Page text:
Rumours of changes at the top for Rhapsody have been bubbling for a few days, but yesterday they were confirmed: the subscription music service has a new investor in Columbus Nova Technology Partners, but its president Jon Irwin is stepping down, and the company is laying off around 15% of its staff – 30 people.
Rhapsody’s chief financial officer Adi Dehejia is also leaving the company, but has been replaced already. Rhapsody has a new executive committee of CTO Brian Ringer, SVP Americas Paul Springer, SVP Europe Thorsten Schliesche and the new CFO Ethan Rudin, who joins from Starbucks.
“Concurrent with CNTP’s investment, Rhapsody’s Board has decided to rebalance and restructure US operations and add resources to enable the company to accelerate its efforts in Europe and emerging markets,” explained the company’s statement last night, after The Verge broke the news.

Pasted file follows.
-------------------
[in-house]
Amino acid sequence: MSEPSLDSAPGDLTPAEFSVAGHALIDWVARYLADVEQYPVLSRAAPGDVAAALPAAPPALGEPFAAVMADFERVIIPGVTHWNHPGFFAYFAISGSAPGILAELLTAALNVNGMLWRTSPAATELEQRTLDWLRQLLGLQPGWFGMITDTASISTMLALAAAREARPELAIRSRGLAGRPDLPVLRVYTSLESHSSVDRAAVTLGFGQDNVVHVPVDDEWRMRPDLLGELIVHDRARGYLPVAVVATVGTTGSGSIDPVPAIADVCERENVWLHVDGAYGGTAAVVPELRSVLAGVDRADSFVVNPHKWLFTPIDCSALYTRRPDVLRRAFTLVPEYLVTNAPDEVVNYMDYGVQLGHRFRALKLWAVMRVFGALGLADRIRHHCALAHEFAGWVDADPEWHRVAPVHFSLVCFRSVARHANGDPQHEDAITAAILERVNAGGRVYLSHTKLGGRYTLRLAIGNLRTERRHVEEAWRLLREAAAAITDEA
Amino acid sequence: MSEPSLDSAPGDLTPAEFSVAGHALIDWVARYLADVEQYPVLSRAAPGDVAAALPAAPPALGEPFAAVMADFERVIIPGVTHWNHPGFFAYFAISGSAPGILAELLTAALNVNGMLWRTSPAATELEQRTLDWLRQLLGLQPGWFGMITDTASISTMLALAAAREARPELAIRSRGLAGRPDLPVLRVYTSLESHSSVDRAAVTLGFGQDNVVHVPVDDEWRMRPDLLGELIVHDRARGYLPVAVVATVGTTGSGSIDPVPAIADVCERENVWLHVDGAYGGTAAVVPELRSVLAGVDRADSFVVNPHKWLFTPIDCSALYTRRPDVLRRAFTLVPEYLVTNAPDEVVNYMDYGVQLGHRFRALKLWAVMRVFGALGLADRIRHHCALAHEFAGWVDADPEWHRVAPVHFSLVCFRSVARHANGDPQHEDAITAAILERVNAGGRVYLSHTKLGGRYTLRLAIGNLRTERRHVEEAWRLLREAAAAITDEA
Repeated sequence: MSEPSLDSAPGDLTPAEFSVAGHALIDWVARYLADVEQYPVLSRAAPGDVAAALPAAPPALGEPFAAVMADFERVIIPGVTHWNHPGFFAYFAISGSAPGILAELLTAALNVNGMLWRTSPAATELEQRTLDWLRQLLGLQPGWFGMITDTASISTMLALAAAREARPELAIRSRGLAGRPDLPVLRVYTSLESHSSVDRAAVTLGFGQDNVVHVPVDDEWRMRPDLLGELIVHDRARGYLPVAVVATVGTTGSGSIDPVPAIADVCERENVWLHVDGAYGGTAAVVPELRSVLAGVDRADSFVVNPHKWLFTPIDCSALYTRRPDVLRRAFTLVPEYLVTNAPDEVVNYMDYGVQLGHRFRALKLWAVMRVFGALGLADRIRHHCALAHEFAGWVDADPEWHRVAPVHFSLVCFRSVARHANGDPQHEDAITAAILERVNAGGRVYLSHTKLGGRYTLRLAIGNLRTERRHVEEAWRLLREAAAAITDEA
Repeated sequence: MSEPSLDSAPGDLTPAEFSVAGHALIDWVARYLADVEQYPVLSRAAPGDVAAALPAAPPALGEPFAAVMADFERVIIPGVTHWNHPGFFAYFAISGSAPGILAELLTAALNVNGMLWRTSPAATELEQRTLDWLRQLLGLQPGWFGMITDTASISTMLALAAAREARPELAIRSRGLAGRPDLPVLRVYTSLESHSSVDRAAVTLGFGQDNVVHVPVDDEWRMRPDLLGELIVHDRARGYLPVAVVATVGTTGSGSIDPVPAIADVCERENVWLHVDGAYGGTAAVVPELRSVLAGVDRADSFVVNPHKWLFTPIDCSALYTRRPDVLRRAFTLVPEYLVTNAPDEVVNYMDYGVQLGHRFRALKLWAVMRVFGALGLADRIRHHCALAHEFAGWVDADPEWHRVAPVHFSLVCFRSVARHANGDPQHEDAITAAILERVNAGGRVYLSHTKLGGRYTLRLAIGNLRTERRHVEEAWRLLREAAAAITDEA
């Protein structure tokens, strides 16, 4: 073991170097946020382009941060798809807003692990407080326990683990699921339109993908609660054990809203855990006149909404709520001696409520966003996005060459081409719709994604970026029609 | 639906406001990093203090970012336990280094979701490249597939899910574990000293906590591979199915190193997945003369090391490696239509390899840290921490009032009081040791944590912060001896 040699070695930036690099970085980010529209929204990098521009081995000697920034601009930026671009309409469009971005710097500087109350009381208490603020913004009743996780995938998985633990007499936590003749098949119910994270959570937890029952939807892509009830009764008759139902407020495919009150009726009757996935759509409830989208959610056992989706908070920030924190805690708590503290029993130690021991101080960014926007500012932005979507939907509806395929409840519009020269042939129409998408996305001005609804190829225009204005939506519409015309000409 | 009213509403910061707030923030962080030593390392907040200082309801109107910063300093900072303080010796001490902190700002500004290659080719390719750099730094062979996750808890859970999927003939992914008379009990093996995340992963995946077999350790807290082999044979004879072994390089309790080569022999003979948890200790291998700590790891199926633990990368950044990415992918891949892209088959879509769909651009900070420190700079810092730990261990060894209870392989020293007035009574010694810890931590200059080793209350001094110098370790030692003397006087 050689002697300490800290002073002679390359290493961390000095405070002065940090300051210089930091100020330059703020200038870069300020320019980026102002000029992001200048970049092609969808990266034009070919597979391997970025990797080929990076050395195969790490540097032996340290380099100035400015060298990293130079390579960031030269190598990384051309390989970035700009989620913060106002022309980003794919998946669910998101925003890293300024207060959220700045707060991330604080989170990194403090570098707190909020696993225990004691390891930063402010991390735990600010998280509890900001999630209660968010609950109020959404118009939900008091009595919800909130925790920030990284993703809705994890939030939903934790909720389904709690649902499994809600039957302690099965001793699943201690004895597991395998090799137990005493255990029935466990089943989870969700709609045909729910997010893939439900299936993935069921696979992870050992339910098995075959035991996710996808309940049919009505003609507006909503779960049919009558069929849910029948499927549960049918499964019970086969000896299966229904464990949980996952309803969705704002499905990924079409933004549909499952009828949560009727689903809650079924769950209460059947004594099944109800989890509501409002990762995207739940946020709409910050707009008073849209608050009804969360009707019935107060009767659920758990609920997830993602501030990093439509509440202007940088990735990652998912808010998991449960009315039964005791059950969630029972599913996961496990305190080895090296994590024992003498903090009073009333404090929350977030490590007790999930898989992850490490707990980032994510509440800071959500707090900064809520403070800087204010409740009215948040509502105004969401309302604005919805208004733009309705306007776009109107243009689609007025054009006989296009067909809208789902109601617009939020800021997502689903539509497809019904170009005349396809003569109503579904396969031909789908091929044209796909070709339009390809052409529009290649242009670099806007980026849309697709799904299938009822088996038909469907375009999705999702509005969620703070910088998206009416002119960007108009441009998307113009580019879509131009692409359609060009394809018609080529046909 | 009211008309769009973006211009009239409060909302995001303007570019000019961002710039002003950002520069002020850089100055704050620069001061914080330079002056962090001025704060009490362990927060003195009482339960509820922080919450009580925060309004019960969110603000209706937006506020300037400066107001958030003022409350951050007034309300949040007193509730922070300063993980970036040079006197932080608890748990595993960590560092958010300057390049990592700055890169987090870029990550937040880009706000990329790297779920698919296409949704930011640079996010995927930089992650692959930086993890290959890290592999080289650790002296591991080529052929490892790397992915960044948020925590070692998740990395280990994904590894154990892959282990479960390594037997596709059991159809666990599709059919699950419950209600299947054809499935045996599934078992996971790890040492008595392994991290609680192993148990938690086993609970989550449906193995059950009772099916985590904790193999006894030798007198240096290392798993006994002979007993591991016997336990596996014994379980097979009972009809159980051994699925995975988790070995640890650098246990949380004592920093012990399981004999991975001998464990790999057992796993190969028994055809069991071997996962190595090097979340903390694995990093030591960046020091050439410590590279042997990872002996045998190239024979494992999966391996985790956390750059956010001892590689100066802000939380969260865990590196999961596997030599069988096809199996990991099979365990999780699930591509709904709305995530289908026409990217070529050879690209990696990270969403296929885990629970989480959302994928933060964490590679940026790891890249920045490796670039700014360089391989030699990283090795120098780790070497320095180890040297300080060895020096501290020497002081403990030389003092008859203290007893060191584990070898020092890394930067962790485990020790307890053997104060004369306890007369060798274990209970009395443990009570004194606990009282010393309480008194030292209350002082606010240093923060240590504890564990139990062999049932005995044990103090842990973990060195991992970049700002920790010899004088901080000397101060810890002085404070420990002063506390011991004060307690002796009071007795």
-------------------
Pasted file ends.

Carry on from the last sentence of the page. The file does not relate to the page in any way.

Rhapsody styles itself as “the original on-demand music service”, hammering home its veteran credentials in the digital music market, having launched in 2001.
Yet the challenge for the company in recent years has come from much younger rivals like Spotify and Muve Music, while its acquisition of Napster in late 2011 has yet to provide evidence of a surge in the company’s business in Europe. In 2012, Rhapsody reported revenues of $143.7m and a net loss of $12.3m, compared to Spotify’s $577.1m revenues and $77.9m loss for the same year.
That clearly shows Rhapsody’s challenge now: it may be less unprofitable than the new darling of subscription music, but it’s been stuck around the 1m subscribers mark in the US since 2011, and aggressive global expansion for Napster will require the kind of investment that’s fuelling such big losses for Spotify.
That would seem to be the rationale for the new investment, and by extension the leadership changes. Napster launched in 14 more European countries in June 2013, but it remains to be seen whether Irwin’s plans to boost growth in the region with tiered “laddering” pricing will be boosted or killed by the new leadership.